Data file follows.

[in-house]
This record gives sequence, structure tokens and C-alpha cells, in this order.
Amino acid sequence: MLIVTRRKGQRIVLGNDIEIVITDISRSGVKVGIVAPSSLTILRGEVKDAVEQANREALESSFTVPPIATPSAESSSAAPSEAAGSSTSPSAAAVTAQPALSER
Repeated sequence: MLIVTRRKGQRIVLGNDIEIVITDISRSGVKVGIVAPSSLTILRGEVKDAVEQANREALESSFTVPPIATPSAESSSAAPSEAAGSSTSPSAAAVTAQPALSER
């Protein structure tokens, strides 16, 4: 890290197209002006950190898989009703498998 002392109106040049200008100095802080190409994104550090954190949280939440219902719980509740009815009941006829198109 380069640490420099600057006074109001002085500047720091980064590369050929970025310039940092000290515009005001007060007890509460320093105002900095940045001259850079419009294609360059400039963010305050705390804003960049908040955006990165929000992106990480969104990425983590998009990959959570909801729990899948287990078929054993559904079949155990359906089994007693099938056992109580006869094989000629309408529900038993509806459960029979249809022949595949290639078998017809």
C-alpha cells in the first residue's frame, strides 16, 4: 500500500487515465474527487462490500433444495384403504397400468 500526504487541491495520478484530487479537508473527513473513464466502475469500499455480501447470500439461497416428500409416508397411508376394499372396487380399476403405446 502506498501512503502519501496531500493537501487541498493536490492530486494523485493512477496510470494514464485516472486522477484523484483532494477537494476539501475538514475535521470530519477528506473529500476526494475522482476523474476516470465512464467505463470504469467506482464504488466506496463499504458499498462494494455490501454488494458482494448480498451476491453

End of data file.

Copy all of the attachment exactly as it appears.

[in-house]
This record gives sequence, structure tokens and C-alpha cells, in this order.
Amino acid sequence: MLIVTRRKGQRIVLGNDIEIVITDISRSGVKVGIVAPSSLTILRGEVKDAVEQANREALESSFTVPPIATPSAESSSAAPSEAAGSSTSPSAAAVTAQPALSER
Repeated sequence: MLIVTRRKGQRIVLGNDIEIVITDISRSGVKVGIVAPSSLTILRGEVKDAVEQANREALESSFTVPPIATPSAESSSAAPSEAAGSSTSPSAAAVTAQPALSER
């Protein structure tokens, strides 16, 4: 890290197209002006950190898989009703498998 002392109106040049200008100095802080190409994104550090954190949280939440219902719980509740009815009941006829198109 380069640490420099600057006074109001002085500047720091980064590369050929970025310039940092000290515009005001007060007890509460320093105002900095940045001259850079419009294609360059400039963010305050705390804003960049908040955006990165929000992106990480969104990425983590998009990959959570909801729990899948287990078929054993559904079949155990359906089994007693099938056992109580006869094989000629309408529900038993509806459960029979249809022949595949290639078998017809």
C-alpha cells in the first residue's frame, strides 16, 4: 500500500487515465474527487462490500433444495384403504397400468 500526504487541491495520478484530487479537508473527513473513464466502475469500499455480501447470500439461497416428500409416508397411508376394499372396487380399476403405446 502506498501512503502519501496531500493537501487541498493536490492530486494523485493512477496510470494514464485516472486522477484523484483532494477537494476539501475538514475535521470530519477528506473529500476526494475522482476523474476516470465512464467505463470504469467506482464504488466506496463499504458499498462494494455490501454488494458482494448480498451476491453